Did you Know …
Despite West Virginia’s anti-bullying law, a Federal Government survey shows we have one of the highest rates of bullying in the country? Texting, Facebook, and bussing activities contribute to the increase in bullying activities. Symptoms of bullying can be fear of school, stomach pains, headache, and difficulty paying attention in class, unexplained injuries, and torn, damaged, or missing belongings.
What to do:
Talk with your child: Ask your child, “How are things going at school?” “What do you think about the other kids in your class?” “Does anyone get picked on or bullied?”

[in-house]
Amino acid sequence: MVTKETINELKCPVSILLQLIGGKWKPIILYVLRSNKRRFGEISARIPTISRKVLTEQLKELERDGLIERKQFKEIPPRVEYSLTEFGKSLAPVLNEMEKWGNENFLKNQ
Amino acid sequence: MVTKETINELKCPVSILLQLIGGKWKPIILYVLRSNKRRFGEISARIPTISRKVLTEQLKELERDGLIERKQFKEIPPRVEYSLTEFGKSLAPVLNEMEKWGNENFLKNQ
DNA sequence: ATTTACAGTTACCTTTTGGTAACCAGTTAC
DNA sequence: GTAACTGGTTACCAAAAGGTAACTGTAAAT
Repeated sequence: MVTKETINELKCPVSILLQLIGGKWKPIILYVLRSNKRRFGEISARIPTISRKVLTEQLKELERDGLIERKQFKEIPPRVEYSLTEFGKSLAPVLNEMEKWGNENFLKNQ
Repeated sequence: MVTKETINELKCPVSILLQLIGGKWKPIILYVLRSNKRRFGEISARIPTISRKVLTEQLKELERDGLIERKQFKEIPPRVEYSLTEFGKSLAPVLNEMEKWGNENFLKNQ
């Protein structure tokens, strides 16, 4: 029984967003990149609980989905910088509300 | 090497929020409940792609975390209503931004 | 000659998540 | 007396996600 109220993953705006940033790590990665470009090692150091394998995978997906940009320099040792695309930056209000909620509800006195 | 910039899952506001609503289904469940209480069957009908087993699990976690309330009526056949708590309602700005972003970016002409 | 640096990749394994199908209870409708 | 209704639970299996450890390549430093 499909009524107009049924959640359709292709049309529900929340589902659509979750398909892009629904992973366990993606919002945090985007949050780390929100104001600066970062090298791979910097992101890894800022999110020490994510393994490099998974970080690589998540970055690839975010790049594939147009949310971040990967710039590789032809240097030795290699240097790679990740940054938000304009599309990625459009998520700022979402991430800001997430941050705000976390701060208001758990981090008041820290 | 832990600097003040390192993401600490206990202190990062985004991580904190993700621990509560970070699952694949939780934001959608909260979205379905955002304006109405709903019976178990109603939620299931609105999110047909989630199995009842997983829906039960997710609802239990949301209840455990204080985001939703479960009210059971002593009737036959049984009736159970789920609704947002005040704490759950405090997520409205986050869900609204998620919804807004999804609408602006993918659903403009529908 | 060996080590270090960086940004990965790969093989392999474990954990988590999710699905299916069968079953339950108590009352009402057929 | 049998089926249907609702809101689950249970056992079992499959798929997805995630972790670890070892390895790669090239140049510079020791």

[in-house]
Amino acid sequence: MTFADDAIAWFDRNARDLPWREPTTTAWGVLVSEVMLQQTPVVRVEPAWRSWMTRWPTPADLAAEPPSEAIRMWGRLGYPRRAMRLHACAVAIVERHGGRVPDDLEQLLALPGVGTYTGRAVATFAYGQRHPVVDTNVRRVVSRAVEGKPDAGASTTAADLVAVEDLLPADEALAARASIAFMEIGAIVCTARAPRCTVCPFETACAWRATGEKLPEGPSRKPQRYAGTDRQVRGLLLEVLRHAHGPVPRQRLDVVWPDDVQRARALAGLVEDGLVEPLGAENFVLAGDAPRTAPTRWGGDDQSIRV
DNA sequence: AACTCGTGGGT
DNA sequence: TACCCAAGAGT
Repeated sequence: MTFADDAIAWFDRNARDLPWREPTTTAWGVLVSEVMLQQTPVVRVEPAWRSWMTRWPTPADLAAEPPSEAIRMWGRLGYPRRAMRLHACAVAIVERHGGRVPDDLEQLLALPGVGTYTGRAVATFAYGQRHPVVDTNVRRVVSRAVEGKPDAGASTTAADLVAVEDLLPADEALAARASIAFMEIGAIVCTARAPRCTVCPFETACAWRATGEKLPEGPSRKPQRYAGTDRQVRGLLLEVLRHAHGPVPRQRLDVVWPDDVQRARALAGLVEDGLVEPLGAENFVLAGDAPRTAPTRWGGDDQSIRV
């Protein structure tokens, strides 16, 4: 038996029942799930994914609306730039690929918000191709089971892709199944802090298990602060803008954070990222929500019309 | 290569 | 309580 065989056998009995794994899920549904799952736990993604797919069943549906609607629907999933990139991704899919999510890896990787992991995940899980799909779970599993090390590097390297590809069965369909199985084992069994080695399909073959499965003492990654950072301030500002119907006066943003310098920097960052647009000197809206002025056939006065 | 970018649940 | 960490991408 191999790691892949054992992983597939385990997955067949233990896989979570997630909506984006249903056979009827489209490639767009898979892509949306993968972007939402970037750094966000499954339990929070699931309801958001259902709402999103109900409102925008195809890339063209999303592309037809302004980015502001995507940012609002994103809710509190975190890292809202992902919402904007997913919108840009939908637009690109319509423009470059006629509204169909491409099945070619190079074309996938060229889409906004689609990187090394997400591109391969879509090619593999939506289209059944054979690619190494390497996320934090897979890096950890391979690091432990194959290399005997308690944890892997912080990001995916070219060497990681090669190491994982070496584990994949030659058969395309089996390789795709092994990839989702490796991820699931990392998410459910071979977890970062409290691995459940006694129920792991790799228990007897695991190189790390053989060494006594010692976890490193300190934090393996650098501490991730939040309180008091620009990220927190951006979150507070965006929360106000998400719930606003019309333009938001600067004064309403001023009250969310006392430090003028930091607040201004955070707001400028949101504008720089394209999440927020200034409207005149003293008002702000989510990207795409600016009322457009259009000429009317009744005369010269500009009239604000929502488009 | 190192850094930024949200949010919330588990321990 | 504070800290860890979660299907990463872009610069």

Teach your child to ask for help. Let your child know that if they are bullied, it is not their fault. They should not feel ashamed to ask their parent, teacher, or other adult for help.
Talk to school officials: When teachers, principals, playground monitors, bus drivers, and guidance counselors are aware of the problem, they can become part of the solution.
Support your children in activities that interest them: Loners are more likely to be picked on, so provide opportunities to develop skills, talents, and healthy relationships.
This is a legal advertisement of the Robinette Legal Group, PLLC.
Source: Connected Kids: Safe, Strong, Secure (Copyright 2006 American Academy of Pediatrics). For more information: www.robinettelaw.com